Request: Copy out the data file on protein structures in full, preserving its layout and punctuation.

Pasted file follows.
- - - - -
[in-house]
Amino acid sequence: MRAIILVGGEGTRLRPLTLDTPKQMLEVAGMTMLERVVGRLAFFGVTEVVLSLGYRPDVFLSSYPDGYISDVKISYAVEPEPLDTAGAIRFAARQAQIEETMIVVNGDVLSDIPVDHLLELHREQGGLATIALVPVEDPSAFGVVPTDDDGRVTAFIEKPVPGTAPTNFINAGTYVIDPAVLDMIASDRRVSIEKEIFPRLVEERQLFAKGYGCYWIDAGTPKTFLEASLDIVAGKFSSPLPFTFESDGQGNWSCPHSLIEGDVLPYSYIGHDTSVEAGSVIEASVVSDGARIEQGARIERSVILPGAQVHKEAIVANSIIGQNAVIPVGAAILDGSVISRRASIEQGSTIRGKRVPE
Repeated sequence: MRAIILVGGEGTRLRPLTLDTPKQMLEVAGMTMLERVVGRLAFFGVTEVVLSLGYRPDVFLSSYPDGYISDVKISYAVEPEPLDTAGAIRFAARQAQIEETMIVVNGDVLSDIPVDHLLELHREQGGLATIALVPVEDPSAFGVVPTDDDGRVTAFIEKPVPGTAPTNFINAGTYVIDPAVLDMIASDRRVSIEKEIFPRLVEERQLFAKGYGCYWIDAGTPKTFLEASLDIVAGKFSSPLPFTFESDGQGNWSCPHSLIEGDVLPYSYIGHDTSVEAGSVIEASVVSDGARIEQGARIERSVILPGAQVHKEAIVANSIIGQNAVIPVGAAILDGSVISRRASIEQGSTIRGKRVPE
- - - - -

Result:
[in-house]
Amino acid sequence: MRAIILVGGEGTRLRPLTLDTPKQMLEVAGMTMLERVVGRLAFFGVTEVVLSLGYRPDVFLSSYPDGYISDVKISYAVEPEPLDTAGAIRFAARQAQIEETMIVVNGDVLSDIPVDHLLELHREQGGLATIALVPVEDPSAFGVVPTDDDGRVTAFIEKPVPGTAPTNFINAGTYVIDPAVLDMIASDRRVSIEKEIFPRLVEERQLFAKGYGCYWIDAGTPKTFLEASLDIVAGKFSSPLPFTFESDGQGNWSCPHSLIEGDVLPYSYIGHDTSVEAGSVIEASVVSDGARIEQGARIERSVILPGAQVHKEAIVANSIIGQNAVIPVGAAILDGSVISRRASIEQGSTIRGKRVPE
Repeated sequence: MRAIILVGGEGTRLRPLTLDTPKQMLEVAGMTMLERVVGRLAFFGVTEVVLSLGYRPDVFLSSYPDGYISDVKISYAVEPEPLDTAGAIRFAARQAQIEETMIVVNGDVLSDIPVDHLLELHREQGGLATIALVPVEDPSAFGVVPTDDDGRVTAFIEKPVPGTAPTNFINAGTYVIDPAVLDMIASDRRVSIEKEIFPRLVEERQLFAKGYGCYWIDAGTPKTFLEASLDIVAGKFSSPLPFTFESDGQGNWSCPHSLIEGDVLPYSYIGHDTSVEAGSVIEASVVSDGARIEQGARIERSVILPGAQVHKEAIVANSIIGQNAVIPVGAAILDGSVISRRASIEQGSTIRGKRVPE